SEATTLE – Seattle and King County Public Health have developed a blueprint to address climate change and health.
During a meeting, county leaders say it’s one of the most important challenges of our lifetime.
The blueprint is 31 pages in length, and covers public health action and developing leadership. It includes building climate and community resilience, climate change in the Puget Sound region and specific impacts on people’s health.
In the blueprint, it said higher concentrations of carbon dioxide and other greenhouse gases are causing global temperatures and sea levels to rise, snow and ice to decline and weather to become more varied and extreme.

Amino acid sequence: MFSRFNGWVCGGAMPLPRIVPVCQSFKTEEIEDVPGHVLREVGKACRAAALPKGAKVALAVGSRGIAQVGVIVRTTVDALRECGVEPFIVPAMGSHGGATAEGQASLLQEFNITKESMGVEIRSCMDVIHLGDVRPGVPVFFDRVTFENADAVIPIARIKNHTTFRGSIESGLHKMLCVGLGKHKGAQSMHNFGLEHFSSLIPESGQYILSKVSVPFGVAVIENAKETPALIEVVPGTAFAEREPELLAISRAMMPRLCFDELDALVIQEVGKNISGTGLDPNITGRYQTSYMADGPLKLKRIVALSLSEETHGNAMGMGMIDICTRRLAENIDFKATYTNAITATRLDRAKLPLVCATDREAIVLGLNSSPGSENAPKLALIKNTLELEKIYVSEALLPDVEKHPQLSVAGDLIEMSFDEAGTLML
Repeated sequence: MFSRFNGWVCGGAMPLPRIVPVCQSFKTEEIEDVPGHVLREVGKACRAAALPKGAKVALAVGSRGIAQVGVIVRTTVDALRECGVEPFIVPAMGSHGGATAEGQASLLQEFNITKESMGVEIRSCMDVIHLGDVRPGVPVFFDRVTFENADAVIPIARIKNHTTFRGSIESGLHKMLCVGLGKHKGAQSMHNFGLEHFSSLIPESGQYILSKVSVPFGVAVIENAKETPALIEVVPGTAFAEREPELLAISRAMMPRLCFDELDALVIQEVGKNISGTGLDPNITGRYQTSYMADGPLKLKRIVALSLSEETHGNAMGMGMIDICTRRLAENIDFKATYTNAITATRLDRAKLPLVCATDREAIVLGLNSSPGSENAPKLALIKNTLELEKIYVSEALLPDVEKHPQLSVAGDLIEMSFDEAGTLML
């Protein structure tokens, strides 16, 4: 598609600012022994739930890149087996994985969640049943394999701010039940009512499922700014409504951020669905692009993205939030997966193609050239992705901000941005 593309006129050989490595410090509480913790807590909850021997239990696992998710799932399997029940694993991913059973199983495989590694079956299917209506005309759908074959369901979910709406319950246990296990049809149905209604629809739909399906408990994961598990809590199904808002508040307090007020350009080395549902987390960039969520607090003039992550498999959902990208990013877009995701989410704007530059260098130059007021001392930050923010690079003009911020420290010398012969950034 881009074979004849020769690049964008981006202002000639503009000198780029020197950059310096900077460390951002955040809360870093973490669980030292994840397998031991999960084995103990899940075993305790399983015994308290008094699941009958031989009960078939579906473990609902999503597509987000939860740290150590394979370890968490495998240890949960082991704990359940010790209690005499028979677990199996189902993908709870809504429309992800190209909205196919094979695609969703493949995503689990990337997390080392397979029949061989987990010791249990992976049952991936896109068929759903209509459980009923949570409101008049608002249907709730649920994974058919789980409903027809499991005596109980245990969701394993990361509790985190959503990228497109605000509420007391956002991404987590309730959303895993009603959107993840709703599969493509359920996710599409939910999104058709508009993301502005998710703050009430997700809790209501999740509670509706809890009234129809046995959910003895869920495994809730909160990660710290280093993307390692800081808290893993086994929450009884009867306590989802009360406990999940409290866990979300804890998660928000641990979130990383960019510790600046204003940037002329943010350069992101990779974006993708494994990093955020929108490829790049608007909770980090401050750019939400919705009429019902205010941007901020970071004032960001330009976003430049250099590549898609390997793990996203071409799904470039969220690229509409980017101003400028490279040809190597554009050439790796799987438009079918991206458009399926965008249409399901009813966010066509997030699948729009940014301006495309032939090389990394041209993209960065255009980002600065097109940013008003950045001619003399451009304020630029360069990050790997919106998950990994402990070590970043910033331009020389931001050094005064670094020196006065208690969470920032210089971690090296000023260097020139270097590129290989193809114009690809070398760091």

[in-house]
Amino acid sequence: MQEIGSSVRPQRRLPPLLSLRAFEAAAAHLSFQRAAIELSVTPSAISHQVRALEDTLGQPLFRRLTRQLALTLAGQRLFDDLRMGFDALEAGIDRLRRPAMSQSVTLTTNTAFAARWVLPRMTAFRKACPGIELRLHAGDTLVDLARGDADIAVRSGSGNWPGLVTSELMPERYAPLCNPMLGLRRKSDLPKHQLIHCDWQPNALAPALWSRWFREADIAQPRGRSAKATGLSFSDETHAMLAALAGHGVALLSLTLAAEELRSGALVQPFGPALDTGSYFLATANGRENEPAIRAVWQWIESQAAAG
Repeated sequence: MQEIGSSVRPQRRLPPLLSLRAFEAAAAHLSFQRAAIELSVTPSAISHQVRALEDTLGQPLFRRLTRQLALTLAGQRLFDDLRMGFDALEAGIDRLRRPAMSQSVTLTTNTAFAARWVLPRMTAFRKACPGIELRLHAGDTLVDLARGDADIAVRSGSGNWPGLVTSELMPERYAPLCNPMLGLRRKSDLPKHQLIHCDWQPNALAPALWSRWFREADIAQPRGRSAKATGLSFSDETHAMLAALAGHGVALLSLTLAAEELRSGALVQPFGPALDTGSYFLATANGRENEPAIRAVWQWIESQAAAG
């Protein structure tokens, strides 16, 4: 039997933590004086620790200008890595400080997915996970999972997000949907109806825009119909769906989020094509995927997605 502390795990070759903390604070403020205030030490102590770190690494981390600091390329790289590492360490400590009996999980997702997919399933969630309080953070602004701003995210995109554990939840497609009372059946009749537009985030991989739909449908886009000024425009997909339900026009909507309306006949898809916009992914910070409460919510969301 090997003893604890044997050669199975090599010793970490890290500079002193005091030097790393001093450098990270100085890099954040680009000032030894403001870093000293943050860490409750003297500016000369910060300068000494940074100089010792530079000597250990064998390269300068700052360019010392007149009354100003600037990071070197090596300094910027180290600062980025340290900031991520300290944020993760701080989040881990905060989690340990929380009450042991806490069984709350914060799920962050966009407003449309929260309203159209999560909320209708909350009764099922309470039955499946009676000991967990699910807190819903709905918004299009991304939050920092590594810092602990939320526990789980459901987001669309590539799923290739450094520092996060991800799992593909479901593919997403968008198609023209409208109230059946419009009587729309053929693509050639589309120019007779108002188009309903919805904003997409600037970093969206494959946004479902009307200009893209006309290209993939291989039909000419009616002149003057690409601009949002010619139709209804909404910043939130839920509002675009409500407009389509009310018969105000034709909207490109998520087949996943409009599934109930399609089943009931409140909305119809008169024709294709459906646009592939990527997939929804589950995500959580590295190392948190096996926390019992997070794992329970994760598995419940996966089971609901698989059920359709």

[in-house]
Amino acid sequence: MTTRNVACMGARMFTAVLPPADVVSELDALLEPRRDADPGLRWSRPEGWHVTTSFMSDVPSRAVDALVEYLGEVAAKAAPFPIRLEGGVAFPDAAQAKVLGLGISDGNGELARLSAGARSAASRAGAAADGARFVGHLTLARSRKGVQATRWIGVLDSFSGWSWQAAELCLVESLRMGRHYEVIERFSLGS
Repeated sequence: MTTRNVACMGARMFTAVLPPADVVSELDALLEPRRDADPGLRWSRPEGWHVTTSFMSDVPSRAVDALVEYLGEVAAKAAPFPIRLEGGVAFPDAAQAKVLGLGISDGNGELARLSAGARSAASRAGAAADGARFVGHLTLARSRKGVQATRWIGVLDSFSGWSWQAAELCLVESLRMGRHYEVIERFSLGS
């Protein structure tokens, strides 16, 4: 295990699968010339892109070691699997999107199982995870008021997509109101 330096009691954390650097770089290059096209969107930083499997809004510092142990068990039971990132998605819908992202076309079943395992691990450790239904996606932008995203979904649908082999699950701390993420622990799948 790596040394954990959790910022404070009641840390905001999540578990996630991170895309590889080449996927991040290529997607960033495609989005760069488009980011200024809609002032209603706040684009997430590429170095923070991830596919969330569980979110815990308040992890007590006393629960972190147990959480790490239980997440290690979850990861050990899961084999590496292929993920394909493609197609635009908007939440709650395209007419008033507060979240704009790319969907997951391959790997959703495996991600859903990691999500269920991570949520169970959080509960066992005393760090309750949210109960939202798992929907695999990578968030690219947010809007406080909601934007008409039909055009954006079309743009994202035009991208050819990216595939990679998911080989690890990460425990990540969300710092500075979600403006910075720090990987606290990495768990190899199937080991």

The projected local impacts include more extreme heat days, more poor air quality days from larger and more frequent wildfires, and heavier and more frequent rainstorms and flooding, according to the report.
Q13 Chief Meteorologist Walter Kelley says health concerns are legitimate, but says to keep in mind the Earth is older than all of us and moves in cycles that weren’t previously recorded by people.
“It is dangerous for us to not pay attention to extra pollutions, and extra cancers and extra stuff in our lungs,” said Kelley. “I think more about what climate change is doing to perhaps our children and our children’s children because of the amount of pollution we’re putting in the air.”
County health officials said this blueprint offers a unique and necessary approach to incorporating health and equity into climate change planning across King County.